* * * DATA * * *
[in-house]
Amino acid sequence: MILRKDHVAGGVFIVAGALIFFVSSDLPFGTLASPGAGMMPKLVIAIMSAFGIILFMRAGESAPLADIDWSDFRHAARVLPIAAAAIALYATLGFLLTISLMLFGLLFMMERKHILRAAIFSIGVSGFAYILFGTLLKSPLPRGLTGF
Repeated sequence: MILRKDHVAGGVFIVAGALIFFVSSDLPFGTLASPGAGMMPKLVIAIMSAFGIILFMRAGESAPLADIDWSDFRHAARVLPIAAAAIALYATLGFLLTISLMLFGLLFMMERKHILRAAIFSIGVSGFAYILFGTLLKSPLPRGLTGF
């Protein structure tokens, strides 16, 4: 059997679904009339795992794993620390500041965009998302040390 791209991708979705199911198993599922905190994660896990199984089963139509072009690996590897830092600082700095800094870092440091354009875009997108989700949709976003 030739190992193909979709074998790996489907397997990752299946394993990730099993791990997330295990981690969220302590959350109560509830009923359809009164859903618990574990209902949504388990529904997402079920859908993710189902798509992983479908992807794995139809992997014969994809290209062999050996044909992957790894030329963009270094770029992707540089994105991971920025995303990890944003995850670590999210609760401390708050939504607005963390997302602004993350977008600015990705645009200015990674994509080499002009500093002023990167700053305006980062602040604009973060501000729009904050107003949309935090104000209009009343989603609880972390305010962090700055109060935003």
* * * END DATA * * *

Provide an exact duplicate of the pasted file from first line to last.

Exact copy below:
[in-house]
Amino acid sequence: MILRKDHVAGGVFIVAGALIFFVSSDLPFGTLASPGAGMMPKLVIAIMSAFGIILFMRAGESAPLADIDWSDFRHAARVLPIAAAAIALYATLGFLLTISLMLFGLLFMMERKHILRAAIFSIGVSGFAYILFGTLLKSPLPRGLTGF
Repeated sequence: MILRKDHVAGGVFIVAGALIFFVSSDLPFGTLASPGAGMMPKLVIAIMSAFGIILFMRAGESAPLADIDWSDFRHAARVLPIAAAAIALYATLGFLLTISLMLFGLLFMMERKHILRAAIFSIGVSGFAYILFGTLLKSPLPRGLTGF
């Protein structure tokens, strides 16, 4: 059997679904009339795992794993620390500041965009998302040390 791209991708979705199911198993599922905190994660896990199984089963139509072009690996590897830092600082700095800094870092440091354009875009997108989700949709976003 030739190992193909979709074998790996489907397997990752299946394993990730099993791990997330295990981690969220302590959350109560509830009923359809009164859903618990574990209902949504388990529904997402079920859908993710189902798509992983479908992807794995139809992997014969994809290209062999050996044909992957790894030329963009270094770029992707540089994105991971920025995303990890944003995850670590999210609760401390708050939504607005963390997302602004993350977008600015990705645009200015990674994509080499002009500093002023990167700053305006980062602040604009973060501000729009904050107003949309935090104000209009009343989603609880972390305010962090700055109060935003």